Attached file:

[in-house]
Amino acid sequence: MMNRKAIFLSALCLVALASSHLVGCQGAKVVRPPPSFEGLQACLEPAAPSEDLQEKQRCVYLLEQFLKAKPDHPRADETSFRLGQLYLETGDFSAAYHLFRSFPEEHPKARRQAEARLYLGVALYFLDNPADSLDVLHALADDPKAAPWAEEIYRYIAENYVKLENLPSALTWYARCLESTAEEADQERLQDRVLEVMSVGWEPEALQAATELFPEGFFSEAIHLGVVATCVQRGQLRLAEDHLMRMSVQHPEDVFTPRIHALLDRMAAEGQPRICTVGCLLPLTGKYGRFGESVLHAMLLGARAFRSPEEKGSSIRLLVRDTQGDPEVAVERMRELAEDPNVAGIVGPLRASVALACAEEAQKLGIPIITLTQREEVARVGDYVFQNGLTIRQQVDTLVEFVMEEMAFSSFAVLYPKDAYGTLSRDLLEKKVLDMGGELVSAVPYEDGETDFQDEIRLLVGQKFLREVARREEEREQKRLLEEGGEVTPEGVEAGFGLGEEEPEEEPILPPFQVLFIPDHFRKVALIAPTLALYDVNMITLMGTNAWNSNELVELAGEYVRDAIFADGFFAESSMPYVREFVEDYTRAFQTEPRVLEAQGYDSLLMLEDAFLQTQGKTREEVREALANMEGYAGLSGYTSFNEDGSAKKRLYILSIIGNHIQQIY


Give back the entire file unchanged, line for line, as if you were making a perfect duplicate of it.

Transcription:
[in-house]
Amino acid sequence: MMNRKAIFLSALCLVALASSHLVGCQGAKVVRPPPSFEGLQACLEPAAPSEDLQEKQRCVYLLEQFLKAKPDHPRADETSFRLGQLYLETGDFSAAYHLFRSFPEEHPKARRQAEARLYLGVALYFLDNPADSLDVLHALADDPKAAPWAEEIYRYIAENYVKLENLPSALTWYARCLESTAEEADQERLQDRVLEVMSVGWEPEALQAATELFPEGFFSEAIHLGVVATCVQRGQLRLAEDHLMRMSVQHPEDVFTPRIHALLDRMAAEGQPRICTVGCLLPLTGKYGRFGESVLHAMLLGARAFRSPEEKGSSIRLLVRDTQGDPEVAVERMRELAEDPNVAGIVGPLRASVALACAEEAQKLGIPIITLTQREEVARVGDYVFQNGLTIRQQVDTLVEFVMEEMAFSSFAVLYPKDAYGTLSRDLLEKKVLDMGGELVSAVPYEDGETDFQDEIRLLVGQKFLREVARREEEREQKRLLEEGGEVTPEGVEAGFGLGEEEPEEEPILPPFQVLFIPDHFRKVALIAPTLALYDVNMITLMGTNAWNSNELVELAGEYVRDAIFADGFFAESSMPYVREFVEDYTRAFQTEPRVLEAQGYDSLLMLEDAFLQTQGKTREEVREALANMEGYAGLSGYTSFNEDGSAKKRLYILSIIGNHIQQIY